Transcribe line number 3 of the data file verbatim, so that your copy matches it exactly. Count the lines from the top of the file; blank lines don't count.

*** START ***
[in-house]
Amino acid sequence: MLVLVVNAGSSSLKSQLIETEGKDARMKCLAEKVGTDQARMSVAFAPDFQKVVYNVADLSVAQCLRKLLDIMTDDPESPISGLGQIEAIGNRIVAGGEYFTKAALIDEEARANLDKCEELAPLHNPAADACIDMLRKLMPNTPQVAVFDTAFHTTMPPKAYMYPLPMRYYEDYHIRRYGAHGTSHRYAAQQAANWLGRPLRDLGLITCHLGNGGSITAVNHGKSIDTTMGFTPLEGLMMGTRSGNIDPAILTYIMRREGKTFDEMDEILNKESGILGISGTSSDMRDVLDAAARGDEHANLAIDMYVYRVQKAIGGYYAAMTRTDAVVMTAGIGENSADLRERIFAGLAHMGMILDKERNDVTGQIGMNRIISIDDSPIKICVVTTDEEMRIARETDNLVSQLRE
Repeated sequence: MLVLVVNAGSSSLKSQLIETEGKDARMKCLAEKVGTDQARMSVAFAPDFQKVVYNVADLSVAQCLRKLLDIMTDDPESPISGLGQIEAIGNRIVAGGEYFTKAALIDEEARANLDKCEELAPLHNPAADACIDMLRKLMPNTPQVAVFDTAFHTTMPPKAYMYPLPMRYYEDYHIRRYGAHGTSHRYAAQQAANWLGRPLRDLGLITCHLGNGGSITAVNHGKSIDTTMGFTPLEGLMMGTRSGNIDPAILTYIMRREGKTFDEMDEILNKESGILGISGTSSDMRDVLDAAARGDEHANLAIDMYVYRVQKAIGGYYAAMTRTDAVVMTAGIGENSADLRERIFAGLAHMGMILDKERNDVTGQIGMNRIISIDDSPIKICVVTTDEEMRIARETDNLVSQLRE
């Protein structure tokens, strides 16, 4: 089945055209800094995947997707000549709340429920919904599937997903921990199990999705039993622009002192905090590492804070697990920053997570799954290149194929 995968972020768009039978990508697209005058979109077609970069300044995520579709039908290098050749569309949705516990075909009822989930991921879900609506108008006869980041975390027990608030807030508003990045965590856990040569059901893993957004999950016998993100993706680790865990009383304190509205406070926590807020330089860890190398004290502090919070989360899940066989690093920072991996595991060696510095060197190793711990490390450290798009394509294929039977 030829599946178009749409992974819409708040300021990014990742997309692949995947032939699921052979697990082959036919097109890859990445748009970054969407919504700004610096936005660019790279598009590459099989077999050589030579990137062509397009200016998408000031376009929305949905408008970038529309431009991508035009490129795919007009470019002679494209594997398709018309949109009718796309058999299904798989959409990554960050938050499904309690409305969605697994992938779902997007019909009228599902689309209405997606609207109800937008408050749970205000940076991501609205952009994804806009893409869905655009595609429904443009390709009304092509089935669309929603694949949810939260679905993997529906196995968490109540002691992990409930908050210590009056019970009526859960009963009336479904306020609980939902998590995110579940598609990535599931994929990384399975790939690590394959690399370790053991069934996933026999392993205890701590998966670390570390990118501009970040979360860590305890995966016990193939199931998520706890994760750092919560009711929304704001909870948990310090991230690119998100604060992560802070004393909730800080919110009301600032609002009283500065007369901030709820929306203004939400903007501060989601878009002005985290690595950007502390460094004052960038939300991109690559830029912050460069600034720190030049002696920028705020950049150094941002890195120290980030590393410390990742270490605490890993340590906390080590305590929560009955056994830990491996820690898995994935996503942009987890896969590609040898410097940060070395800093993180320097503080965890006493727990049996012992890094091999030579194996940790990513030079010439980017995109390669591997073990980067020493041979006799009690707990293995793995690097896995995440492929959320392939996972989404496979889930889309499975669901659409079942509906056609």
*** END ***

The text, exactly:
Repeated sequence: MLVLVVNAGSSSLKSQLIETEGKDARMKCLAEKVGTDQARMSVAFAPDFQKVVYNVADLSVAQCLRKLLDIMTDDPESPISGLGQIEAIGNRIVAGGEYFTKAALIDEEARANLDKCEELAPLHNPAADACIDMLRKLMPNTPQVAVFDTAFHTTMPPKAYMYPLPMRYYEDYHIRRYGAHGTSHRYAAQQAANWLGRPLRDLGLITCHLGNGGSITAVNHGKSIDTTMGFTPLEGLMMGTRSGNIDPAILTYIMRREGKTFDEMDEILNKESGILGISGTSSDMRDVLDAAARGDEHANLAIDMYVYRVQKAIGGYYAAMTRTDAVVMTAGIGENSADLRERIFAGLAHMGMILDKERNDVTGQIGMNRIISIDDSPIKICVVTTDEEMRIARETDNLVSQLRE